One of the things I found most challenging in my new gardens this year, aside from the surplus of pink sun-loving flowers, was how tall each plant would get, in particular the height of mature hosta in each variety I have.
I spent a week before my latest big garden do over looking up each variety and noting their mature height and spread. I used that information, along with color, to decide each plants place. A mature hosta can look so different from a young plant just purchased, that some of my choices look odd right now.
Consider Hosta ‘Rhino Hide’, at maturity it will have a height of 20″ and a spread of 30″.
But it still looks lost in behind a Hosta ‘Blue Cadet’ that is a year old from division. Blue Cadet should have a mature height of only 12″ and a spread of 30″.
This one is Hosta ‘Golden Meadows’. At maturity it should reach a height of only 18″ and a spread of 36″. Right now, newly planted, it’s taller than ‘Rhino Hide’.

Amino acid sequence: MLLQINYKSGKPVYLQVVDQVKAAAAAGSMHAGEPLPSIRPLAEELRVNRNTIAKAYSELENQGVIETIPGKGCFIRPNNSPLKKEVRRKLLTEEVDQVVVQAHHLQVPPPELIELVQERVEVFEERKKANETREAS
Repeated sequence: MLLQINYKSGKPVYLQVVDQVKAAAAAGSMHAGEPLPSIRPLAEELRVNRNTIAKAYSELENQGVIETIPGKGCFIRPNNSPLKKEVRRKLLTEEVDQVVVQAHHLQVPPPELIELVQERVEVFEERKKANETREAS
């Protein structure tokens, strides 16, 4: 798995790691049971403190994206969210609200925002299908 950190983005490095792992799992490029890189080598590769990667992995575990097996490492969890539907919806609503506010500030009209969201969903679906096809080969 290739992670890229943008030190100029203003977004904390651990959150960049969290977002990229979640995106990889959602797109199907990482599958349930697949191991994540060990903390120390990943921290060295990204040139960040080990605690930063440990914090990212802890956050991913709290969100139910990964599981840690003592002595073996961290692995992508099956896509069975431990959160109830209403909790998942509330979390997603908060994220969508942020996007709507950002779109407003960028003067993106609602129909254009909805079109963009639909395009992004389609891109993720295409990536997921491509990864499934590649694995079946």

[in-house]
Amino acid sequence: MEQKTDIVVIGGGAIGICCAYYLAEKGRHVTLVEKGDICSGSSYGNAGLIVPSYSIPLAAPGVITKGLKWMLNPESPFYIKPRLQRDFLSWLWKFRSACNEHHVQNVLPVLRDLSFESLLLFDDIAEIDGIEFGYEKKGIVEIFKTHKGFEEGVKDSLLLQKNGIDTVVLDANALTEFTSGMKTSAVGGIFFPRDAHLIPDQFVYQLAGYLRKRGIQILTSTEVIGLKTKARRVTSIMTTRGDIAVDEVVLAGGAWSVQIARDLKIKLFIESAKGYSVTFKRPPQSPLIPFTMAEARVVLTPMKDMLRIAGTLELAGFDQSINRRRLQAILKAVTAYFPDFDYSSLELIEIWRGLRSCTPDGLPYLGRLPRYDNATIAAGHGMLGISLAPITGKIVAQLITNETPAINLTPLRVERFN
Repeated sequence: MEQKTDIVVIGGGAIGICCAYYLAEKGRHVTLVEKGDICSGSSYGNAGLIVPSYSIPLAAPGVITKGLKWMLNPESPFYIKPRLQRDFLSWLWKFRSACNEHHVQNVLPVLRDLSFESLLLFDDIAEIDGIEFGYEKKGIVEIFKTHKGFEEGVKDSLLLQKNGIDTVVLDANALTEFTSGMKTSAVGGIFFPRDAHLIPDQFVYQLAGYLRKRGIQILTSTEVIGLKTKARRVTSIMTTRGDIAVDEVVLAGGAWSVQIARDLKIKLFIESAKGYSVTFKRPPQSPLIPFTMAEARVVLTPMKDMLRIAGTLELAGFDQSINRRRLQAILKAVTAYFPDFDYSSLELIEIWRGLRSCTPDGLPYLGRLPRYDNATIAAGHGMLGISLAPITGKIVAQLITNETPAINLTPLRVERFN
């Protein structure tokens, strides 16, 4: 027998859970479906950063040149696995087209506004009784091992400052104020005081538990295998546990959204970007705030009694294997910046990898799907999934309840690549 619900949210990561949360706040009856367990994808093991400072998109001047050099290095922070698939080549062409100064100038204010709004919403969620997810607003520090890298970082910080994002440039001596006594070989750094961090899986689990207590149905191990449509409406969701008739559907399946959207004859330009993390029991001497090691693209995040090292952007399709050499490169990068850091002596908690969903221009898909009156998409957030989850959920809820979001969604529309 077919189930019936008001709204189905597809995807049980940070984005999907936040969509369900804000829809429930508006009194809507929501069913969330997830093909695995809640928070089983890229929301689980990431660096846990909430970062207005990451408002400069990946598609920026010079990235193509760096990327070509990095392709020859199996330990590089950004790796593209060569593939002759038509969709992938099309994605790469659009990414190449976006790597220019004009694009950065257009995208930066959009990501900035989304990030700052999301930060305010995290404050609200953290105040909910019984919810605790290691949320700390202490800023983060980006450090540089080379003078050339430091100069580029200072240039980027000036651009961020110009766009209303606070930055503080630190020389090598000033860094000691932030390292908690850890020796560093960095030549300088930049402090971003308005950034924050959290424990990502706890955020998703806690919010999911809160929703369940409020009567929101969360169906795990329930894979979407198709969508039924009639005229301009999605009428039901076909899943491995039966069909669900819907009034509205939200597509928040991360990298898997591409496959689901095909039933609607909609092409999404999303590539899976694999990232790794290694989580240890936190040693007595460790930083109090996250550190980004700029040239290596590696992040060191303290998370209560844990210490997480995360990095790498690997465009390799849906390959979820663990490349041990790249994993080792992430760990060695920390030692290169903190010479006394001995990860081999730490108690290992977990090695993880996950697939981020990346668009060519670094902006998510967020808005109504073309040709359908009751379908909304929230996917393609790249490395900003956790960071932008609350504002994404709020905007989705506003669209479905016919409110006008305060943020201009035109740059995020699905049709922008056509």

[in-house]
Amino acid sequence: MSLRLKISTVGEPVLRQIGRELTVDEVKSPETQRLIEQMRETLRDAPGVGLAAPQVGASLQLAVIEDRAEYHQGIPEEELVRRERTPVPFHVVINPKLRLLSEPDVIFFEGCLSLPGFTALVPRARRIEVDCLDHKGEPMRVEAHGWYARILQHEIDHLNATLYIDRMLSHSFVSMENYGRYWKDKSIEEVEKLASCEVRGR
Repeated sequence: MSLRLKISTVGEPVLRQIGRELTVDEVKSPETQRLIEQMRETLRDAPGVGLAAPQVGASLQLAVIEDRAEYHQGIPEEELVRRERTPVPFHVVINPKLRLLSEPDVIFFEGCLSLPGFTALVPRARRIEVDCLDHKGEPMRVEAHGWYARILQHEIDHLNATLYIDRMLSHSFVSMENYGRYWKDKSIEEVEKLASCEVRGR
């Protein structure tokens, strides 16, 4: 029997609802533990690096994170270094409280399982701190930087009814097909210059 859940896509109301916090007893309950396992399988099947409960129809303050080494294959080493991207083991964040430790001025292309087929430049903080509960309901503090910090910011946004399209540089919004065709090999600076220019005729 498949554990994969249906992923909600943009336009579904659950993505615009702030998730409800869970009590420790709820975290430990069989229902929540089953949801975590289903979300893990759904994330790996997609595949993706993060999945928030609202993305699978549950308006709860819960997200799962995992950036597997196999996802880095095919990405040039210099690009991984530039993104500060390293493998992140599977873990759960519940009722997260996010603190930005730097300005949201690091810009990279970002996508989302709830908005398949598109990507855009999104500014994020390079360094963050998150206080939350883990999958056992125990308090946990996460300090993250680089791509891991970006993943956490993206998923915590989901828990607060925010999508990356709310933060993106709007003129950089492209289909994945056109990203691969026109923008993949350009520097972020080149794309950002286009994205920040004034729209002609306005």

To make it even more complicated:
Then just to muddy the waters even further, here is a mature Hosta ‘Blue Cadet’ in my mother’s garden. My mother intends to divide it next year, but it makes me wonder how true the expected height of 12″ really is. Of course she’s got crazy good dirt on her property too.
My mother tells me there can even be some variation in leaf patterning on mature hosta as opposed to newly planted hosta. Brims may get wider or more defined. The leaves themselves can also be much larger, noticeable when you compare my 1 year old Blue Cadet, to her more mature one.
Something tells me that even though I’m finished tweaking my gardens for this year, I’ll have more changes next year. It’s also highly likely there will be other additions to contend with. Who knows, a few years from now I could have a yard that’s just garden. I’m okay with that idea.